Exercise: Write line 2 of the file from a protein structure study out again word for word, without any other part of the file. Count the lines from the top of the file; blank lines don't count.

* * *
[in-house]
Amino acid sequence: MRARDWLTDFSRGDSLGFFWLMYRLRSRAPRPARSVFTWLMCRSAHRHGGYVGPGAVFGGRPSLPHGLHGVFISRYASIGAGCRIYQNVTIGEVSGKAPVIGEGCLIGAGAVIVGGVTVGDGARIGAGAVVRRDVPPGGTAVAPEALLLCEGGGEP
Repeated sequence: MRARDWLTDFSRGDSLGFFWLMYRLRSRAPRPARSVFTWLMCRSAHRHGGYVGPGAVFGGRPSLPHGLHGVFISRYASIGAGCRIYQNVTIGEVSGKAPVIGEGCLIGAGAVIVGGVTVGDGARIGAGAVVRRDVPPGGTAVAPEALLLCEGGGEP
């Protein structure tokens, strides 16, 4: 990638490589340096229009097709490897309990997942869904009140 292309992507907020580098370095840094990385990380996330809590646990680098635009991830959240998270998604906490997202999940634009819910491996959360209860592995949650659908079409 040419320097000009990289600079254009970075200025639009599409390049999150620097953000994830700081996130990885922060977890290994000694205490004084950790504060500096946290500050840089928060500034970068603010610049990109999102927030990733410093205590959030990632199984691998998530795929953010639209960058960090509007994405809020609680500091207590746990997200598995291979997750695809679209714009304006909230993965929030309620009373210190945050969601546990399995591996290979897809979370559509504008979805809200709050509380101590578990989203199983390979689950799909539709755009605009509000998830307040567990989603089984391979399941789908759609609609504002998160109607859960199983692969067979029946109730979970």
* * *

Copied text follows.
Amino acid sequence: MRARDWLTDFSRGDSLGFFWLMYRLRSRAPRPARSVFTWLMCRSAHRHGGYVGPGAVFGGRPSLPHGLHGVFISRYASIGAGCRIYQNVTIGEVSGKAPVIGEGCLIGAGAVIVGGVTVGDGARIGAGAVVRRDVPPGGTAVAPEALLLCEGGGEP